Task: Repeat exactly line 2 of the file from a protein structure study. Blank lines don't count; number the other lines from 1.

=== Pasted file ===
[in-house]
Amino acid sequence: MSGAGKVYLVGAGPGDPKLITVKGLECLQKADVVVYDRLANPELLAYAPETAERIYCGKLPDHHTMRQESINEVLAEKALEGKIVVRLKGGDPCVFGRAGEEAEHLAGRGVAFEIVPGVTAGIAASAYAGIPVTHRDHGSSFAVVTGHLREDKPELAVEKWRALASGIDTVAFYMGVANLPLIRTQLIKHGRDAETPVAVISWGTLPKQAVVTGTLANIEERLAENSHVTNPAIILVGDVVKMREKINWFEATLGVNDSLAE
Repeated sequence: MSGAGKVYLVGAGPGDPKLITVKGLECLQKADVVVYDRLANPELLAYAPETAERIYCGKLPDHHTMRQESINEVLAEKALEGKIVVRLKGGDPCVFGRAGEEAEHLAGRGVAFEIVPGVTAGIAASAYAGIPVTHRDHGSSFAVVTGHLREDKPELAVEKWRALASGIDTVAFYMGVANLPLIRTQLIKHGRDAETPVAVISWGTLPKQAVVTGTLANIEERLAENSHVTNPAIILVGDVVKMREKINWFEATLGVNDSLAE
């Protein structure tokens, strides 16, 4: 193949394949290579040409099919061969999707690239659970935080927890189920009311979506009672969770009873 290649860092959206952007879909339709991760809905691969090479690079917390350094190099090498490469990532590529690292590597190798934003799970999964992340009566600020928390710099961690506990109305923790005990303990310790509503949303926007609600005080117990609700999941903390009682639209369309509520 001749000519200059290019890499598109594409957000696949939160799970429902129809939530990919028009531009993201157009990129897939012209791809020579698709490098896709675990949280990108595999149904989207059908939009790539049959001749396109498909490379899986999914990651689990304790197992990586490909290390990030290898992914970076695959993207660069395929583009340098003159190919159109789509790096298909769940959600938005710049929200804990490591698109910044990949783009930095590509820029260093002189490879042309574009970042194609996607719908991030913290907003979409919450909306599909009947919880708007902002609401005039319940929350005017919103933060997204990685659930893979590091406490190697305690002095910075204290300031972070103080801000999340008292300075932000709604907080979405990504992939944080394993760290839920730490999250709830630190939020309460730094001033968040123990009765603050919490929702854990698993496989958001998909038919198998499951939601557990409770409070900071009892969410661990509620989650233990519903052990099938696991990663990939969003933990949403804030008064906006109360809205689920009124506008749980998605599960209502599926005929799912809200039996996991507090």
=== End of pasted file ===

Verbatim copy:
Amino acid sequence: MSGAGKVYLVGAGPGDPKLITVKGLECLQKADVVVYDRLANPELLAYAPETAERIYCGKLPDHHTMRQESINEVLAEKALEGKIVVRLKGGDPCVFGRAGEEAEHLAGRGVAFEIVPGVTAGIAASAYAGIPVTHRDHGSSFAVVTGHLREDKPELAVEKWRALASGIDTVAFYMGVANLPLIRTQLIKHGRDAETPVAVISWGTLPKQAVVTGTLANIEERLAENSHVTNPAIILVGDVVKMREKINWFEATLGVNDSLAE